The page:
Individual parks may still have fire restrictions, depending on conditions
OLYMPIA – Sept. 4, 2015 – The Washington State Parks and Recreation Commission today announced that campfires will be allowed in state parks in Western Washington and ocean beaches in the Seashore Conservation Area beginning tomorrow, Sept. 5. Western Washington is considered the region west of the crest of the Cascade Mountain range.
Now allowed in Western Washington state parks are wood and charcoal campfires and propane campfire pits. However, State Parks wants the public to know that park managers have the discretion to restrict campfires in these campgrounds based on their assessment of conditions, which may change quickly. Campfires are allowed in approved fire pits only. Park managers also may require smaller fires than are normally acceptable.
Washington State Parks urges campers to not to be complacent about wet weather and to make sure they completely douse their campfires.
The easing of the burn ban follows today’s announcement by the Commissioner of Public Lands and the Washington State Department of Natural Resources (DNR) that adjusted the current statewide burn ban allowing for recreational campfires in western Washington. That agency has fire protection responsibility for nearly 13 million acres statewide, including most state parks.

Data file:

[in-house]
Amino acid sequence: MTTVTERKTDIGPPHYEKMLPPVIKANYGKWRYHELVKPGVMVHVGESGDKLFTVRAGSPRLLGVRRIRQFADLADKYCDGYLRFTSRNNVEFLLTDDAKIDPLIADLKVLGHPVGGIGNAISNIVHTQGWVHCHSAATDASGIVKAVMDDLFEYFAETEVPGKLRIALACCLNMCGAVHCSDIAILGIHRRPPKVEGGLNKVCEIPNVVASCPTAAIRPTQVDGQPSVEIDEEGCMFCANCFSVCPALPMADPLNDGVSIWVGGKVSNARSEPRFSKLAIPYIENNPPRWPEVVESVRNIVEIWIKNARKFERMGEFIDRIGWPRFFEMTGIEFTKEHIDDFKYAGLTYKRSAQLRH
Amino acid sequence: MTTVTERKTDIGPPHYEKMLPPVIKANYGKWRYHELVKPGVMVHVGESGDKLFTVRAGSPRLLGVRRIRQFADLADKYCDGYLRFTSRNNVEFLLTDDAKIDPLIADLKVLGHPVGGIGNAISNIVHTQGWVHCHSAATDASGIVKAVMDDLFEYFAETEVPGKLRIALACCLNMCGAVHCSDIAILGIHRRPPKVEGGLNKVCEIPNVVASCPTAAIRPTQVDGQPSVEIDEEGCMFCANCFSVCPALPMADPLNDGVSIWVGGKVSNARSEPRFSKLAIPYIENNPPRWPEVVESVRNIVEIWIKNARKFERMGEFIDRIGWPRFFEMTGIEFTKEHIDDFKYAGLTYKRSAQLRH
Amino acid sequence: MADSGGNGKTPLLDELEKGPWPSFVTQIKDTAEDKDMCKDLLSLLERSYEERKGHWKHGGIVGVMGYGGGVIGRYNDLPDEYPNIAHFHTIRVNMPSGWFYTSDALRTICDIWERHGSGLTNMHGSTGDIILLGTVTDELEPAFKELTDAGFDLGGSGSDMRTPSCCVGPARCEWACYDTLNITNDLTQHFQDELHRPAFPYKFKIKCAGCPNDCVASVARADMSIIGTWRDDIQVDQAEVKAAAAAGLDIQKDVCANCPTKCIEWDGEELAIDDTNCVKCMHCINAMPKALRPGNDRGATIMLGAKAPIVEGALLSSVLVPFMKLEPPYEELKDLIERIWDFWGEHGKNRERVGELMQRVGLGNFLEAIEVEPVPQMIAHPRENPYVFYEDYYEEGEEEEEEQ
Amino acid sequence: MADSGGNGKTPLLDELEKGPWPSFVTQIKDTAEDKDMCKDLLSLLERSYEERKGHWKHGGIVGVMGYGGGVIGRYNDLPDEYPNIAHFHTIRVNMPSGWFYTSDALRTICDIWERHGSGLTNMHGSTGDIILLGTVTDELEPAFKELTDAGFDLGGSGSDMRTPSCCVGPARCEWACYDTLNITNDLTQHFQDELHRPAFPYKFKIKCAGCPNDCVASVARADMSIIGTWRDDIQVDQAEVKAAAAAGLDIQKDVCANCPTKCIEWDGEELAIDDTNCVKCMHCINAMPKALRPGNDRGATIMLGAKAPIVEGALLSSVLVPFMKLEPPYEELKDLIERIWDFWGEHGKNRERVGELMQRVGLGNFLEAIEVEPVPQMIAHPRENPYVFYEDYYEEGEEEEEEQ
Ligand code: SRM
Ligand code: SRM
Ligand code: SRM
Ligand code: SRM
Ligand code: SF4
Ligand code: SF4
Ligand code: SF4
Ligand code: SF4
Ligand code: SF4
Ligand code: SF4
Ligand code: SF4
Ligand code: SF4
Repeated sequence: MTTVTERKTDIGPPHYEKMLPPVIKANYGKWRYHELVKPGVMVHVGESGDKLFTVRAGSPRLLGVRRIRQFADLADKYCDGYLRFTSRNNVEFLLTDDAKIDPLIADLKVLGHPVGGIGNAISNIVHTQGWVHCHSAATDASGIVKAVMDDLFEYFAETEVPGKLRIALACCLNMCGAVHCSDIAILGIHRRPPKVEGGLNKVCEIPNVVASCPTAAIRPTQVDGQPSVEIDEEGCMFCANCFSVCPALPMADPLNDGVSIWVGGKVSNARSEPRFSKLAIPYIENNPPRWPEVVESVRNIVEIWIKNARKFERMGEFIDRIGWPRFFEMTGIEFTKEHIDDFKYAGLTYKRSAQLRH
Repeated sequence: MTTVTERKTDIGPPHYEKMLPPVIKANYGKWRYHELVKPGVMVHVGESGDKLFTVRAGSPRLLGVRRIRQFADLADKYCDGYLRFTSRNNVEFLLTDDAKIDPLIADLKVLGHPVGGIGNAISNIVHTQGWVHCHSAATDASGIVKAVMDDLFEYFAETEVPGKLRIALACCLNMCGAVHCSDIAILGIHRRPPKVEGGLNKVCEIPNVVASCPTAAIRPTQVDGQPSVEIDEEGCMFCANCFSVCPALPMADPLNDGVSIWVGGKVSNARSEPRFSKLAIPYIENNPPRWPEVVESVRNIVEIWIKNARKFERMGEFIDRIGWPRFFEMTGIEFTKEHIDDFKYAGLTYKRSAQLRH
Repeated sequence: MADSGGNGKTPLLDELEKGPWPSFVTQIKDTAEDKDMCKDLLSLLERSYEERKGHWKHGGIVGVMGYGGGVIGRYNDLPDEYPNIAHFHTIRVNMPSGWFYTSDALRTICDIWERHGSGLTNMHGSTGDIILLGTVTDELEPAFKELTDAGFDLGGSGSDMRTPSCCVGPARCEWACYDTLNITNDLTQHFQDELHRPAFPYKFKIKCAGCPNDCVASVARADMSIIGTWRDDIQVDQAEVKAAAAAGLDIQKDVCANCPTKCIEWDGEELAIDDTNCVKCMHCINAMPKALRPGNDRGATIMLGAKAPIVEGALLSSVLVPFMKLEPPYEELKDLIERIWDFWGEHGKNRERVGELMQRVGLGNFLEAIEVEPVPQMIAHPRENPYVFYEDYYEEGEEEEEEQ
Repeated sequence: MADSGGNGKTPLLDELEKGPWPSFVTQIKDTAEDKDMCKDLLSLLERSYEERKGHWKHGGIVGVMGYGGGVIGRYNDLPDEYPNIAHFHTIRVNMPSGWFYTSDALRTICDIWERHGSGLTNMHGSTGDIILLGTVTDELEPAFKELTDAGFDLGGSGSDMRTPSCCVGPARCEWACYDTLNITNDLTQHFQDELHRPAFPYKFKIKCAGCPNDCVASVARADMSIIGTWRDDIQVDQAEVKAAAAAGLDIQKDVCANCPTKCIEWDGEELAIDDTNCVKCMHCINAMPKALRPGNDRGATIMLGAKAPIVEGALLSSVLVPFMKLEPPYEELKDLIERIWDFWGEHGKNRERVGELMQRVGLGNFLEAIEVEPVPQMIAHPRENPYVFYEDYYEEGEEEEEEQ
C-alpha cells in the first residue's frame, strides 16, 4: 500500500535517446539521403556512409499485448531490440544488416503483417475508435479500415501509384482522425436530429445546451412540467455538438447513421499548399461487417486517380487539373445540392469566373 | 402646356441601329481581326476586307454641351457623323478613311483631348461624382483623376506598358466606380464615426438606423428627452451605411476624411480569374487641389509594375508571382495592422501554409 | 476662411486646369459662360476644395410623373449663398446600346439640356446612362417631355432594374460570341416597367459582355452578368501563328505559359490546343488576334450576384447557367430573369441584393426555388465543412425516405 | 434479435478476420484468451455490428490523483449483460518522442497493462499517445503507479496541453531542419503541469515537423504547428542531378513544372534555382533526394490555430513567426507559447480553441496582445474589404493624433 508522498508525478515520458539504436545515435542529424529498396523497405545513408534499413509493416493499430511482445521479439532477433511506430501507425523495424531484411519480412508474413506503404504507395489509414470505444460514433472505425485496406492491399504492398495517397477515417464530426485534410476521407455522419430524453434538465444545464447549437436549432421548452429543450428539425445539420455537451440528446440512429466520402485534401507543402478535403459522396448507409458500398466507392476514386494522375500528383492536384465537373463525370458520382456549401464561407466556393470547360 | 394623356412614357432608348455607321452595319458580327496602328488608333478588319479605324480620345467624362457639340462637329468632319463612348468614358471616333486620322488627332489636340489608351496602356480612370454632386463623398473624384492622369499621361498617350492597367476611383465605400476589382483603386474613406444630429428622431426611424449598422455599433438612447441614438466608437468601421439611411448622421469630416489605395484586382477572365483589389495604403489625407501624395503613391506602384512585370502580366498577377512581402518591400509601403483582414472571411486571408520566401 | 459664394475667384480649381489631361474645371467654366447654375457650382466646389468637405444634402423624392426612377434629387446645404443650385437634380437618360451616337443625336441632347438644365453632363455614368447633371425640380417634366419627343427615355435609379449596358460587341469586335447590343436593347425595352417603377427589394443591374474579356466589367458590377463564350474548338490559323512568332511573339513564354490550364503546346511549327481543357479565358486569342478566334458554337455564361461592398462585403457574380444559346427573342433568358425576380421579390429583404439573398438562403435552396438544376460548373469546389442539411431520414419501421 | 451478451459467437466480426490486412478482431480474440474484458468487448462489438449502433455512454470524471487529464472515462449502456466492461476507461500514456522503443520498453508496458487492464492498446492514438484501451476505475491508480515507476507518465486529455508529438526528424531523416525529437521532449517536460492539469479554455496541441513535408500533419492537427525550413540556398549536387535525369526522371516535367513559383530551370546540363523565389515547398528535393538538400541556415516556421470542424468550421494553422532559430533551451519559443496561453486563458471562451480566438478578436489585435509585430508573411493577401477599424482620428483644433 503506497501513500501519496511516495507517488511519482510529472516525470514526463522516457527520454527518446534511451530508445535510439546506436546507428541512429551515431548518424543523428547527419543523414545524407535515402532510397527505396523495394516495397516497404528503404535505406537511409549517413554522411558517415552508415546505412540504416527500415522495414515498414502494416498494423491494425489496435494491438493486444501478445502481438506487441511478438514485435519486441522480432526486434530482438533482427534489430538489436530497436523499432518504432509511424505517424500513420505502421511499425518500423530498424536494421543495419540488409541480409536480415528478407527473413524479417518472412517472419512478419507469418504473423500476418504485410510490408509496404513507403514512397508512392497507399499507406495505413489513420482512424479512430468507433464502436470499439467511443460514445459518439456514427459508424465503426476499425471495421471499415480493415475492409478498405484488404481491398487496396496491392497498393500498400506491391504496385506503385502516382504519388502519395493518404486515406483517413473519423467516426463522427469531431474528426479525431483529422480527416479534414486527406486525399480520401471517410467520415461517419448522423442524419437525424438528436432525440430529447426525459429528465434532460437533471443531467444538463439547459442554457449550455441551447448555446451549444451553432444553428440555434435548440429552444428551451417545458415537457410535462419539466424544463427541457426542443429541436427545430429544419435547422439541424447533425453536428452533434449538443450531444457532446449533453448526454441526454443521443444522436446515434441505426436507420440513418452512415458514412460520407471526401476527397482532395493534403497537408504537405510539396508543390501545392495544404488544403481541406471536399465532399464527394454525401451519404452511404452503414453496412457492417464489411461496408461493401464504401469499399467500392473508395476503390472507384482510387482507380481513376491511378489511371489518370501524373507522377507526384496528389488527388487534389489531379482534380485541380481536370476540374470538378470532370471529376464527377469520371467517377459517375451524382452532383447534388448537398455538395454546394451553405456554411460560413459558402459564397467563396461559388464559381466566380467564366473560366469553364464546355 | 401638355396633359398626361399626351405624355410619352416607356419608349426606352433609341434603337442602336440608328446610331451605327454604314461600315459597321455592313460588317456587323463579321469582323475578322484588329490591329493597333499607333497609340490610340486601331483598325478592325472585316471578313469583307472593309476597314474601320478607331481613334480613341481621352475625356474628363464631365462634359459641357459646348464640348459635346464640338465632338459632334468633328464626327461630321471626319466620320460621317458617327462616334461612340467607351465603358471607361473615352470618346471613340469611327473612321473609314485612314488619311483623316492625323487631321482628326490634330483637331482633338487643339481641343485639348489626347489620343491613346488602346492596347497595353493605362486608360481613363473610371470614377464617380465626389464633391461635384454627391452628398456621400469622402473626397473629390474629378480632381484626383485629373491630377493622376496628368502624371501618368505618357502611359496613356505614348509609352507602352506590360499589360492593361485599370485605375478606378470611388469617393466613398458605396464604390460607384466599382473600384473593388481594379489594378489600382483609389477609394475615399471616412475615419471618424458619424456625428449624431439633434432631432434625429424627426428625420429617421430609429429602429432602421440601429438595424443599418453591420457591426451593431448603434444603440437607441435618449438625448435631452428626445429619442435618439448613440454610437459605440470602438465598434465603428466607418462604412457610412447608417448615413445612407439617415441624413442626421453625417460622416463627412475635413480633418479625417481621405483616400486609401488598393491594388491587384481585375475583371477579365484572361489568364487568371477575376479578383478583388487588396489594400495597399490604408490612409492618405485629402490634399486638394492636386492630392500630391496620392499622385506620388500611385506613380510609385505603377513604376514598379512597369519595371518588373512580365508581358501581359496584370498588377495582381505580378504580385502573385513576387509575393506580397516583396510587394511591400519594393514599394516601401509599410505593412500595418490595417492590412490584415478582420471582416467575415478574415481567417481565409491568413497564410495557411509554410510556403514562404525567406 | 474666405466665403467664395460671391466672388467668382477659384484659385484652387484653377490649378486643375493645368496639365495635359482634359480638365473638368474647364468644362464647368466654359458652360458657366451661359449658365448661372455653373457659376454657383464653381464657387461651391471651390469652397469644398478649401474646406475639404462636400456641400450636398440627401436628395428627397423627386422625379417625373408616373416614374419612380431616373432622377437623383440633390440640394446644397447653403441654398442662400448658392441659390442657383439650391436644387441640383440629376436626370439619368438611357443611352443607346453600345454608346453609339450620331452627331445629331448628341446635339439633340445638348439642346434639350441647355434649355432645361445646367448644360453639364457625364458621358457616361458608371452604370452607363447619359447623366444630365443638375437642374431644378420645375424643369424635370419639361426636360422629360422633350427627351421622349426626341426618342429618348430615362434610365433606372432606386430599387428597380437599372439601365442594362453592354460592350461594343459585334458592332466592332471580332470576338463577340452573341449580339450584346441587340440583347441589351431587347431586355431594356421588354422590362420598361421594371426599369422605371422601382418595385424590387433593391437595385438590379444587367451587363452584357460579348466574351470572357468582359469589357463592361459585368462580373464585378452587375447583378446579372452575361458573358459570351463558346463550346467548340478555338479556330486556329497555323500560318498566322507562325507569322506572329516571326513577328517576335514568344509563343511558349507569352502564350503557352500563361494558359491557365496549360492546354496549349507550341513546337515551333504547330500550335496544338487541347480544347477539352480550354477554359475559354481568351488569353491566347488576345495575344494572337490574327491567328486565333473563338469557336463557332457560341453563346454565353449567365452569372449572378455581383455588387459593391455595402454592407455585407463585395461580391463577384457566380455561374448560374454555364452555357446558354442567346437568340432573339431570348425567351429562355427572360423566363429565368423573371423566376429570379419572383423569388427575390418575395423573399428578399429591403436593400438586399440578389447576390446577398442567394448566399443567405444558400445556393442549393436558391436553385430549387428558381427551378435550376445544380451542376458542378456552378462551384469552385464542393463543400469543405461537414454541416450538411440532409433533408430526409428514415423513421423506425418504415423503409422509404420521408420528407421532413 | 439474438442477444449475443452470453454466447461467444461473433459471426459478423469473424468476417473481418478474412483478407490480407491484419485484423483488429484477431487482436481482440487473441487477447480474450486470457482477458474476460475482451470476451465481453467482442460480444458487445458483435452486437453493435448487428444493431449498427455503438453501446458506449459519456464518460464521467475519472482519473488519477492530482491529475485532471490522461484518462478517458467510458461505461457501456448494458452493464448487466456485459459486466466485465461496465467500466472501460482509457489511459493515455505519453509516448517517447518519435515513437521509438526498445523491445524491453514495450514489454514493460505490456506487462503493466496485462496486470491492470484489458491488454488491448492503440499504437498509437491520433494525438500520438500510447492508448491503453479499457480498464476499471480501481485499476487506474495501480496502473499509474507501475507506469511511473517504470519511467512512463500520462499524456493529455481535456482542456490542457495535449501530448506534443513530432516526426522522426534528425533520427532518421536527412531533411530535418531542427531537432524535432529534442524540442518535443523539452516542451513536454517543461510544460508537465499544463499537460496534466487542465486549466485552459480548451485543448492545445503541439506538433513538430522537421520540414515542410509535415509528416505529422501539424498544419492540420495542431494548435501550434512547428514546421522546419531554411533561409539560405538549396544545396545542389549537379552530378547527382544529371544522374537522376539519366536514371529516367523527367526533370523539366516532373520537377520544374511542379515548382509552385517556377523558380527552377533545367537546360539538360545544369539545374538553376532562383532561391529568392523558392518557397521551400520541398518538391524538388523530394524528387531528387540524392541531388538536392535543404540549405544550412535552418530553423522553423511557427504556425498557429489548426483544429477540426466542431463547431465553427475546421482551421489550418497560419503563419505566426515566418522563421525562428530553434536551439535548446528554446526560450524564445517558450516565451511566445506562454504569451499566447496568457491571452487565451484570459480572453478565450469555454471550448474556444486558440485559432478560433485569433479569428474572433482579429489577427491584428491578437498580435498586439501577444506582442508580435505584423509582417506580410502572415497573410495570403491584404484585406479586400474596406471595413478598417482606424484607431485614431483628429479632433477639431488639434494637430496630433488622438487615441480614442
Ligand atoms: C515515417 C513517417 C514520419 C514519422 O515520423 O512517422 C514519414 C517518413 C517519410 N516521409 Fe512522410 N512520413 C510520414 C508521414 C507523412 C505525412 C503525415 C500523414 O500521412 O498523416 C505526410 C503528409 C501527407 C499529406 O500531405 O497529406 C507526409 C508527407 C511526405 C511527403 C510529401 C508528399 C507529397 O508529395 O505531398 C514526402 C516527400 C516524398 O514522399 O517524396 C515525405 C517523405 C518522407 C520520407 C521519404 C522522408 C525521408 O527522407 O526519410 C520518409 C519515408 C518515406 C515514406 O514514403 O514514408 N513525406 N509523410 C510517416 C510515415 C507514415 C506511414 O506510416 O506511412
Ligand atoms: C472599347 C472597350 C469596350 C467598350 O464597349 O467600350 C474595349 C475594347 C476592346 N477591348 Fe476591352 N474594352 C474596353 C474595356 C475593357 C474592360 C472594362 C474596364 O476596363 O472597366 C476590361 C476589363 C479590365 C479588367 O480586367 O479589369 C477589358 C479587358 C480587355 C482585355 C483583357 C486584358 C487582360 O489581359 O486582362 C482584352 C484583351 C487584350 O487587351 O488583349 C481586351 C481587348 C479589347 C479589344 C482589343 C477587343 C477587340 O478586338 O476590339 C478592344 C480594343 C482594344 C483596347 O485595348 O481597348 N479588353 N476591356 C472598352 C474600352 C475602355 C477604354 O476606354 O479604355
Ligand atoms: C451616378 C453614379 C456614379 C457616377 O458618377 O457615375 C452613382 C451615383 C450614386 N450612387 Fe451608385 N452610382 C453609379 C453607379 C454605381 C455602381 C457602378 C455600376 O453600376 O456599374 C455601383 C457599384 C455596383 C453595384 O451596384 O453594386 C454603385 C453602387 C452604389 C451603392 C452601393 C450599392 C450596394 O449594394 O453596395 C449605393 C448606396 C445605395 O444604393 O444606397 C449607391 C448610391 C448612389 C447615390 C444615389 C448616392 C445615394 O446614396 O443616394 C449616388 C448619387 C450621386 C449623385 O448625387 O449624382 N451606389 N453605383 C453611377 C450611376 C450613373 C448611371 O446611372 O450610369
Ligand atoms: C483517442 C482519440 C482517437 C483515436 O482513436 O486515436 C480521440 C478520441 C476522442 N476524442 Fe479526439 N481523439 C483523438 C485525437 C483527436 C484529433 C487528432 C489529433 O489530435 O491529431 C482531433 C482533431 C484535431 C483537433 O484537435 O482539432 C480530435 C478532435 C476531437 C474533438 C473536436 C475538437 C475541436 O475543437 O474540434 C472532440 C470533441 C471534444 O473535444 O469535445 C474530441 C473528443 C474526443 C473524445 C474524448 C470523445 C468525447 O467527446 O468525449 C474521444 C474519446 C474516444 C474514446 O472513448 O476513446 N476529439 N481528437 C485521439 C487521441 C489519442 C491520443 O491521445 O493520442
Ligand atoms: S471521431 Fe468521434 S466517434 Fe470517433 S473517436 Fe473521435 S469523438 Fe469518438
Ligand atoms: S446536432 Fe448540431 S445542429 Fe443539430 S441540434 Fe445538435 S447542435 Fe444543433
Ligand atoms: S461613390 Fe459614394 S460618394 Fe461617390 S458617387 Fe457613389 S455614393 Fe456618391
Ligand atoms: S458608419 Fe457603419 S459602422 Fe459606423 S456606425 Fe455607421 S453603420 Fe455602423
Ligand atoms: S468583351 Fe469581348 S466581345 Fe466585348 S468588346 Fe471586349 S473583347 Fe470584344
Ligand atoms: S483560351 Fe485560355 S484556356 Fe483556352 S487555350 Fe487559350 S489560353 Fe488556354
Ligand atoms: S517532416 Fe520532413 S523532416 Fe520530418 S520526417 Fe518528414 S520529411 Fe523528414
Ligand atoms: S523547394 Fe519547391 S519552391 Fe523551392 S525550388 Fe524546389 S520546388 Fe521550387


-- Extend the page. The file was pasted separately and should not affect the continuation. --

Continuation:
The burn ban continues for state parks in Eastern Washington as dry conditions and wildfires are still an issue. Some Eastern Washington state parks now allow gas- or propane-powered campfire pits—in addition to cook stoves—on a case-by-case basis. The public is encouraged to visit the individual state parks pages to find out particular campfire restrictions: http://www.parks.wa.gov/281/Parks
Seashore Conservation Area
Washington State Parks manages the Washington State Seashore Conservation Area (SCA), which extends along most of Washington’s outer coastline, excluding Indian Reservation and National Park lands. The SCA includes the areas between Cape Disappointment and Leadbetter Point; between Toke Point and the South jetty on Point Chehalis; and between Damon Point and Moclips; and occupying the area between the line of ordinary high tide and the line of extreme low tide.
About Washington State Parks
The Washington State Parks and Recreation Commission manages more than 100 state parks and properties totaling approximately 120,000 acres. The Commission provides a variety of recreation opportunities for citizens and provides stewardship protection for a diverse array of natural, cultural and historic resources. State Parks’ statewide programs include long-distance trails, boating safety and winter recreation.
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Share your favorite state park adventure on the State Parks’ blog site at www.AdventureAwaits.com.
Support state parks by purchasing your annual Discover Pass today, and enjoy a whole year of outdoor fun on Washington’s beautiful state-managed recreation lands. For more information, visit www.discoverpass.wa.gov.
Toni Droscher, (360) 902-8604
Wash. Telecommunications Relay Service: (800) 833-6388